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i have to store the following data in mongodb uid, gender ,country, city, date_of_visit, url_of_visit

I would like to store uid, gender, country and city in one collection because these information will never change for particular user.

in the other collection i would like to store uid, date_of_visit, url_of_visit

i want to know which is best practice to store uid, date_of_visit and url_of_visit.there are two things in my mind..

    (a) { uid: 100, date: xxxxxxxxxxxxxxx, url: abc.php }
        { uid: 100, date: xxxxxx, url: ref.php }
        { uid: 200, date: xxxxxxxxx, url: ref.php } 

    (b) { uid:100, visit:[{date:xxxxxxx, url:abc.php},
                          {date:xxxx, url:def.php},
                          {.........................}]}

i want to have following index date:1, uid:1 ,url:1 ...the problem with approach (a) is with each row inserted in database the database side and index size will grow and there will come a point when index size will not fit into RAM

problem with approach (b) is at some point each document will exceed the 16 MB limit and this approach will fail that time..

please suggest me what should be the best schema design for this scenario. i would also have the query which include uid, gender, country, date_of_visit, url_of_visit

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I know this thread is a bit older but I'm wondering if you've decided on a structure and if it works well.

My idea was, instead of risking to create too large documents, to structure it similar to your second approach but include the date in the main collection. This way each document would be the user's activity within one day. It would be indexed by user and date, easy to update and query and keep things organized.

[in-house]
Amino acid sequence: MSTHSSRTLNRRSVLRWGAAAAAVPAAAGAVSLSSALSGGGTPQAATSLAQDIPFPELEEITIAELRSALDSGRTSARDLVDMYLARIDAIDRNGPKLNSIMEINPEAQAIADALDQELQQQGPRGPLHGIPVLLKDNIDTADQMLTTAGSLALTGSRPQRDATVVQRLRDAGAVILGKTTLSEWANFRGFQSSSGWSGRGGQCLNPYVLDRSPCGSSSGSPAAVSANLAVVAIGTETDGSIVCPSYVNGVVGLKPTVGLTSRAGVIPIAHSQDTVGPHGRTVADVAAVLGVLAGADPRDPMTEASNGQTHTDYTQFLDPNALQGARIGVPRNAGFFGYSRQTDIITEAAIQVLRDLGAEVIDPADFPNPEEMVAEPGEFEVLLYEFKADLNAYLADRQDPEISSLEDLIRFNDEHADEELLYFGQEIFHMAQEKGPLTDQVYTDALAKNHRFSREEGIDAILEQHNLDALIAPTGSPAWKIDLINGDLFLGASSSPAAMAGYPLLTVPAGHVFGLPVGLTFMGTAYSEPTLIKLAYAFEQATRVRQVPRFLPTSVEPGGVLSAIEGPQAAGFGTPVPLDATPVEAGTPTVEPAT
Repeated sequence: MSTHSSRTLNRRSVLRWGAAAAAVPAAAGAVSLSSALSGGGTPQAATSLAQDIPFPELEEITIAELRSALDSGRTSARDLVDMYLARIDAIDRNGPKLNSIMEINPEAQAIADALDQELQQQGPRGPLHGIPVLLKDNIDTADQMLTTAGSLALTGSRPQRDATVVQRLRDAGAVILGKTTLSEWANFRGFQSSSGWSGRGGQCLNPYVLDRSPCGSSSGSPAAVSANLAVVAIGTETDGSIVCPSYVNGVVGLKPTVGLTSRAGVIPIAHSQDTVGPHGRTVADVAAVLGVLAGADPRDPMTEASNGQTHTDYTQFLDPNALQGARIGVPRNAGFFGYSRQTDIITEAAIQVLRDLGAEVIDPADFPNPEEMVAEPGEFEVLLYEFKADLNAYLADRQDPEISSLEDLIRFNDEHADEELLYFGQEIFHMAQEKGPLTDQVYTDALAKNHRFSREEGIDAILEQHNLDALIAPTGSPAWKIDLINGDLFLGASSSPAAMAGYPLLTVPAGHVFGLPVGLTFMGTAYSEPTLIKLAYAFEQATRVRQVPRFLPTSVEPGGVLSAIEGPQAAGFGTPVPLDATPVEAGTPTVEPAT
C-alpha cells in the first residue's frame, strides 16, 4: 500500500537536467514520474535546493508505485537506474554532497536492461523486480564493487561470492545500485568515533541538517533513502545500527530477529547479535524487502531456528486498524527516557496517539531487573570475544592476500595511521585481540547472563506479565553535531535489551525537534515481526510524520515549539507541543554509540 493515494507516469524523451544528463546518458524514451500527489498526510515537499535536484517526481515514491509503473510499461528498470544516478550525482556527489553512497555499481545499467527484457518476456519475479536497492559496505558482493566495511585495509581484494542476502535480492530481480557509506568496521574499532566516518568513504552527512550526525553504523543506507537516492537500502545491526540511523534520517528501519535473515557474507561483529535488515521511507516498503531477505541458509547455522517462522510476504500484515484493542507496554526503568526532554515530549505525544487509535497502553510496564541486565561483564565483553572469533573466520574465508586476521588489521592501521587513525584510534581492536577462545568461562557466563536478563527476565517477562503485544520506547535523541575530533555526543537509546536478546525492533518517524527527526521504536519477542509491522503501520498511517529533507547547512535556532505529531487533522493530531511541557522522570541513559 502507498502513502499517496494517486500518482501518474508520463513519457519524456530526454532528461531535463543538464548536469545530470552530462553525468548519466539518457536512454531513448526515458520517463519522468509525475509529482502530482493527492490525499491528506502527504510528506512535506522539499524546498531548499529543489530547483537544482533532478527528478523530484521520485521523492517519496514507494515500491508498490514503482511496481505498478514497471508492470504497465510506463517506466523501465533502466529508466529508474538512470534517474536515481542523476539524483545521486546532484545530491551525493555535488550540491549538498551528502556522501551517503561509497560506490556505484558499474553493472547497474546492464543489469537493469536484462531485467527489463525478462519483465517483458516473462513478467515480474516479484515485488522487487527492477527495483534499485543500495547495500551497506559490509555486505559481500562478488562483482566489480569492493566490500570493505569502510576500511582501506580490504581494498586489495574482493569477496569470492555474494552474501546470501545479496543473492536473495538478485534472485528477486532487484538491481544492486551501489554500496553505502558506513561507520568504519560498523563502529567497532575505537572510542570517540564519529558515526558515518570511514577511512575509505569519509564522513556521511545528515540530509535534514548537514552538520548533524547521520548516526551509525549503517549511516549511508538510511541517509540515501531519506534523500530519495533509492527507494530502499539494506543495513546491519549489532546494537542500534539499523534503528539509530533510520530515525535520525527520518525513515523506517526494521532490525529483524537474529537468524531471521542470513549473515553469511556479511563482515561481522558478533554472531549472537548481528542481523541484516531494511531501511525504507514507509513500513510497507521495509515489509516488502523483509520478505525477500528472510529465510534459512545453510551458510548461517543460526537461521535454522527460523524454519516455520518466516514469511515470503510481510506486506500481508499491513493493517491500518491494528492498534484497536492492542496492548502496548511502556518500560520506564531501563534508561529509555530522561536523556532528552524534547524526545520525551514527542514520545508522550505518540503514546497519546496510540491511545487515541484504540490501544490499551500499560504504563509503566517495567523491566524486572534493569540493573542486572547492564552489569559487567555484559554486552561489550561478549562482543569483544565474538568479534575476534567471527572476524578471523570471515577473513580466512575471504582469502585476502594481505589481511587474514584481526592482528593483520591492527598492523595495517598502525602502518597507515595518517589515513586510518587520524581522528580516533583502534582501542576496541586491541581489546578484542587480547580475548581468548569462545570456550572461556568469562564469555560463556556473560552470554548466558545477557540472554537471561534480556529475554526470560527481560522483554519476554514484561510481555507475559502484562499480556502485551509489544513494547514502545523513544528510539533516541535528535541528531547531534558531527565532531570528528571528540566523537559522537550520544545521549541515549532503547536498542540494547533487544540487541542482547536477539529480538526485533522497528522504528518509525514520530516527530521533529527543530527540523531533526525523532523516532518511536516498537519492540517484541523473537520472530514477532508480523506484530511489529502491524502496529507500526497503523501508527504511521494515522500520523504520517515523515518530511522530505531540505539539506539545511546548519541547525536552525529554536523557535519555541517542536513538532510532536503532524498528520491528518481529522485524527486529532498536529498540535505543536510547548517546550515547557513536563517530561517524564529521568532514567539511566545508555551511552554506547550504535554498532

Something like:

{ uid:100, date:xxxxxxx, event:[{time:xxxxxxx, url:abc.php},
                                {time:xxxx, url:def.php},
                                {.........................}]}
share|improve this answer

I think the second approach is better than one because it corresponds to idea of grouping similar data together. About exceeding 16M of document you can reach this limit but he should be a very active user. :)

Also you can pull out some data to another collection and make reference using ObjectId or DBRef. See more info http://www.mongodb.org/display/DOCS/Database+References#DatabaseReferences-DBRef

share|improve this answer
    
one question out of curiosity :) . With time the document size will grow then will the write operations on those documents ( documents with larger size) will be slow? – mark gill Aug 23 '11 at 12:29
    
It's hard to say and it depends on amount of total Mongo data and how it fits in memory. But I think it's ok because in other case the limit will be 8M like in previous version. – Andrej Ludinovskov Aug 23 '11 at 12:41
    
I want to covert Uid to Bin Data and assign it to _id field. is it good idea to make uid as _id ? I have read in documentation that "Use _id values that are roughly in ascending order." and my uids value are totally random – mark gill Aug 23 '11 at 14:49
    
I'd prefer don't change _id and create Unique Indexes on UID – Andrej Ludinovskov Aug 23 '11 at 14:56
    
okay. I think uid:1, date:-1 index will work better for most of the queries because our main interest will be in the recently active users :) – mark gill Aug 23 '11 at 15:07

Your second approach will force you to fetch a huge amount of data from the embedded document, which cannot be filtered by Mongo. In other words, if you have a million documents stored inside the "event" field for a particular user, then when you fetch those embedded documents with dot notation, then the entire document including the parent will be returned. There's no way you can filter the results.

I would recommend the first approach which makes the data easier to retrieve and work with.

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